I am so excited to share with you my conversation with Dr. Christina (Tina) Runyan, who is a clinical psychologist, previously a professor of in the department of family medicine at the University of Massachusetts Medical School, and now with Tend Health, a company she co-founded that provides specialized, private, and accessible mental health care and education to healthcare professionals and consultation to healthcare organizations willing to invest in their most precious resource. An expert on health professional and especially physician stress, she finds that being valued and finding a place of value within the healthcare ecosystem is central to being able to sustain energy, quality, motivation, and well-being. Her translation of the effects of stress on us individually and collectively in healthcare, long a challenge given the nature of the work we do facing into suffering and uncertainty, and heightened by the pandemic, helps normalize and appreciate the ways our nervous systems are doing exactly what they were designed to do. And she outlines ways we as individuals and the health care system itself can bring capacities already present on-line to help restore and recover our well-being. A strong admirer of and advocate for health professionals, I am sure you will find this discussion uplifting. 

  • Episode 4 (published 12/28/2023).

    Hosted by Mick Krasner, MD

    Featuring special guest Tim Cunningham, RN, DrPH, MSN, FAAN

    Dr. Tim Cunningham, Vice-President of Practice and Innovation at Emory Healthcare in Atlanta, discussed his diverse career as a nurse, public health doctoral graduate, and professional clown. Serving as co-chief wellness officer at Emory, he has contributed to the well-being discourse in healthcare. Cunningham’s experiences include clinical work in trauma centers, humanitarian crises such as the Ebola outbreak, and authoring “Self-Care for New and Student Nurses.” In the podcast, he shared personal reflections on burnout, emphasizing the importance of meaning in preventing it. Cunningham discussed challenges in his role, advocating for evidence-based leadership innovation, and predicted a future where investing in medical staff well-being becomes a clear imperative. His unique perspective draws parallels between clowning, theater, and healthcare, underscoring the significance of creating space for healing in the medical profession.

  • Episode 3 (published 10/12/2023).

    Hosted by Mick Krasner, MD

    Featuring special guest Jillian Horton, MD

    Dr. Jillian Horton, a general internist and medical educator at the University of Manitoba’s Max Rady College of Medicine, discussed her extensive career and diverse roles in medical education, receiving recognition for mentorship and teaching. Co-author of the graphic novel “Medicine” and author of the bestselling memoir “We Are All Perfectly Fine,” Dr. Horton shared personal insights on mindfulness, the challenges of medical education, and the importance of bringing humanity to healthcare. In the podcast, she reflected on her family’s influence, identified Hawkeye Pierce from MASH as a survival role model, and challenged conventional notions of joy in medicine, emphasizing foundational needs, humanism, and the significance of deep listening and presence in medical encounters.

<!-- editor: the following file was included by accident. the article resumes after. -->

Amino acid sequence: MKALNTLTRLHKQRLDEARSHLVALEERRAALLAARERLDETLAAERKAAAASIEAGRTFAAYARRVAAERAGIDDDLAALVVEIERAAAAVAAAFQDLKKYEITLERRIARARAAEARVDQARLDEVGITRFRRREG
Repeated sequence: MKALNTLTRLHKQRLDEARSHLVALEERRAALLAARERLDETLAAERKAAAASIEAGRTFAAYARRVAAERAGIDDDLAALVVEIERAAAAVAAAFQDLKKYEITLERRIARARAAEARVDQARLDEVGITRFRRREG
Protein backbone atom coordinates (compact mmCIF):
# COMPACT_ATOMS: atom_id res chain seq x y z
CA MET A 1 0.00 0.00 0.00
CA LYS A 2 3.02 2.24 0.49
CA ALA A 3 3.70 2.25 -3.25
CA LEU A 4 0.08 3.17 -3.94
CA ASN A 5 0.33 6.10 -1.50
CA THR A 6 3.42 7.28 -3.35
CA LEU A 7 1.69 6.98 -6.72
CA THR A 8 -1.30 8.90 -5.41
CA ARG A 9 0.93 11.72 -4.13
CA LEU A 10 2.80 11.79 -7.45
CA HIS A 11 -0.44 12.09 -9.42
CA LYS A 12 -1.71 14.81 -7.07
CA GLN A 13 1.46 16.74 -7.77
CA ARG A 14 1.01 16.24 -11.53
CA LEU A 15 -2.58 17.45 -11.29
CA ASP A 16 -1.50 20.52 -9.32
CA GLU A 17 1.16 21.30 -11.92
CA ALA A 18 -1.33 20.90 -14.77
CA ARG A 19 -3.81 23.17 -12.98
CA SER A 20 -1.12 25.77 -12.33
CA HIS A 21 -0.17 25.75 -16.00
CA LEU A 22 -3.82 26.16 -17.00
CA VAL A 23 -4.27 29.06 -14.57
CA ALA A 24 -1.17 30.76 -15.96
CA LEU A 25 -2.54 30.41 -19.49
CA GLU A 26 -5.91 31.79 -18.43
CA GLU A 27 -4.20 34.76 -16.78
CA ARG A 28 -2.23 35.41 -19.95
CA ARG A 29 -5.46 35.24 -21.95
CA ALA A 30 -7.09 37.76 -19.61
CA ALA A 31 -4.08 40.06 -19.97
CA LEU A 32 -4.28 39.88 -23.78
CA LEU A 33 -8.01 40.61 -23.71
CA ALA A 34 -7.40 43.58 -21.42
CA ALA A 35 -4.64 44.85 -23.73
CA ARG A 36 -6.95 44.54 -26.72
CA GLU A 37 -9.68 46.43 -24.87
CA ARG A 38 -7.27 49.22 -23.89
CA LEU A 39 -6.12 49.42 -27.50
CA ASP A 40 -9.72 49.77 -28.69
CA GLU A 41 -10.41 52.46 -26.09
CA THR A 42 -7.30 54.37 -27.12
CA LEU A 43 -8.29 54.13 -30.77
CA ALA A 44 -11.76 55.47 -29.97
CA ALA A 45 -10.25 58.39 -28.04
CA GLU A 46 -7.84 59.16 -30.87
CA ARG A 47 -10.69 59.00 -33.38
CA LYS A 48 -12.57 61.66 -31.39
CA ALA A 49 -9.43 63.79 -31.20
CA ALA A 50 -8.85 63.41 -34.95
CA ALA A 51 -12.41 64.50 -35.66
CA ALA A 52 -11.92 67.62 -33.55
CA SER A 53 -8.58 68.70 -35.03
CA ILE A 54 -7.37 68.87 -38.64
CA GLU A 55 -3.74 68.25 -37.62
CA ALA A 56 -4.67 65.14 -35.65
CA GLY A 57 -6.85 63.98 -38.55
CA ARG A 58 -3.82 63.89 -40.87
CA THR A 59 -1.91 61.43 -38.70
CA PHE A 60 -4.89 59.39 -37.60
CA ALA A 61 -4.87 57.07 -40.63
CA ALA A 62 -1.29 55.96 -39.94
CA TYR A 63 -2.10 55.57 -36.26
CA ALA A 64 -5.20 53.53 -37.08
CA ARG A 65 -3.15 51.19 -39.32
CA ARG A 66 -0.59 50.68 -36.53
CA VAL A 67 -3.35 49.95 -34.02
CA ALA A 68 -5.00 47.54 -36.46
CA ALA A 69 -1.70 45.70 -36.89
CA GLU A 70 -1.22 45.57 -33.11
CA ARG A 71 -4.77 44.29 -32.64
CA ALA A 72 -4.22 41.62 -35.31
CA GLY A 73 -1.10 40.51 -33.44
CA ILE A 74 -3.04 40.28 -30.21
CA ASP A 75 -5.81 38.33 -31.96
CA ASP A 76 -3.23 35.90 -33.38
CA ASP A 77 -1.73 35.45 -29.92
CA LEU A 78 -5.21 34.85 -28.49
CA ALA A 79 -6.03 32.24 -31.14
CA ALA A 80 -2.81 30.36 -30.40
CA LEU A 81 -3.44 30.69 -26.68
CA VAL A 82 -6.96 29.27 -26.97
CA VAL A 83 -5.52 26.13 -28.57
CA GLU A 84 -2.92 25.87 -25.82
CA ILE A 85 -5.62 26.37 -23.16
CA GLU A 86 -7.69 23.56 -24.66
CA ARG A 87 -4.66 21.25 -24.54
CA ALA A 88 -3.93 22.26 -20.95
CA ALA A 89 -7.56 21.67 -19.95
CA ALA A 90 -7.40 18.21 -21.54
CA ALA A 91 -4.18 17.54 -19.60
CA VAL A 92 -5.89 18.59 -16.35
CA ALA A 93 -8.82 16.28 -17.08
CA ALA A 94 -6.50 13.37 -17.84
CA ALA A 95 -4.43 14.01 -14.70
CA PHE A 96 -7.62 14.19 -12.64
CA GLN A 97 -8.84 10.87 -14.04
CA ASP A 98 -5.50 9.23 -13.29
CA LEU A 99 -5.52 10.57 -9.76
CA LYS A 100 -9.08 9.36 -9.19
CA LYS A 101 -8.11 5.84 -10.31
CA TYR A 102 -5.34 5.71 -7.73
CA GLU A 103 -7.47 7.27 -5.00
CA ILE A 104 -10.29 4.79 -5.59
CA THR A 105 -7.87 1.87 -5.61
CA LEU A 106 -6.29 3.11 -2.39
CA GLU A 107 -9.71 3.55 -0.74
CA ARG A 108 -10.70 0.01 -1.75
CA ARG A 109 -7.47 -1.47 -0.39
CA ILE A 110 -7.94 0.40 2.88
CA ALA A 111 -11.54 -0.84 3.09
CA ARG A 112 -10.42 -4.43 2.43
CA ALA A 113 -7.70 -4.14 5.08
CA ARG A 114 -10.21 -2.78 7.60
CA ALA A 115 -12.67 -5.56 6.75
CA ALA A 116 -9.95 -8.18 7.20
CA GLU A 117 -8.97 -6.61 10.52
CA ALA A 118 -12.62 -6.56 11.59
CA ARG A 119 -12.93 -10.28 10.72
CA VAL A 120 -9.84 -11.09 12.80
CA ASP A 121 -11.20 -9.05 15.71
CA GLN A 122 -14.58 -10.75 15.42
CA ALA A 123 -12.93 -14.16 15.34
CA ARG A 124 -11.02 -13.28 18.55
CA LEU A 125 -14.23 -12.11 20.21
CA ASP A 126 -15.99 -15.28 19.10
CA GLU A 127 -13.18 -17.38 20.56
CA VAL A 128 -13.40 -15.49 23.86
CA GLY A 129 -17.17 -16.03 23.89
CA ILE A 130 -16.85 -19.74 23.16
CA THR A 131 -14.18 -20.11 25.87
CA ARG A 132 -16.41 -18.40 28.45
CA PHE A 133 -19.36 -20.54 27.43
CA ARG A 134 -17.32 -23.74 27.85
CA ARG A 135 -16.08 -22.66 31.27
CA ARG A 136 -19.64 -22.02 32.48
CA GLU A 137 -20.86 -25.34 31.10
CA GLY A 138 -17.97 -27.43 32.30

• flourishing in medicine podcast

    Episode 2 (published 10/24/2023).

    Hosted by Mick Krasner, MD

    Featuring special guest Ronald Epstein, MD

    In this podcast episode, Dr. Ronald Epstein, a renowned physician, educator, and researcher, discusses his work on mindfulness and communication in medical practice. With over 300 scholarly articles and his book, “Attending: Medicine, Mindfulness and Humanity,” Dr. Epstein explores how health professionals can build strong connections with patients and colleagues while optimizing patient care and resilience. He emphasizes the importance of cultivating presence in the medical context and reflects on the balance between flourishing, joy and suffering in healthcare. Dr. Epstein also highlights the need for healthcare professionals to take responsibility for their sustainability and find meaning in their work, acknowledging the imperfections in the healthcare system.

  • flourishing in medicine

    Episode 1 (published 09/28/2023).

    Hosted by Mick Krasner, MD

    Featuring special guest Ni-Cheng Liang, MD, ATSF

    Dr. Ni-Cheng Liang, a cancer survivor and pulmonary physician, discussed her passion for integrative therapies like mindfulness meditation, acupuncture, and yoga, which have played a crucial role in her quality of life after surviving cancer. During the conversation, she emphasized the reciprocal relationship between healers and patients, addressed the challenges of time constraints in medical work, and how mindfulness practices help create space and slow down time. Dr. Liang also stressed the significance of finding joy and meaning in medicine, mentioning that joy, connection, and gratitude serve as healing balms in healthcare. Additionally, she shared insights into her work with the Mindful Healthcare Collective, a project she co-founded to support healthcare professionals’ well-being during the pandemic, emphasizing the importance of self-healing in the healing profession.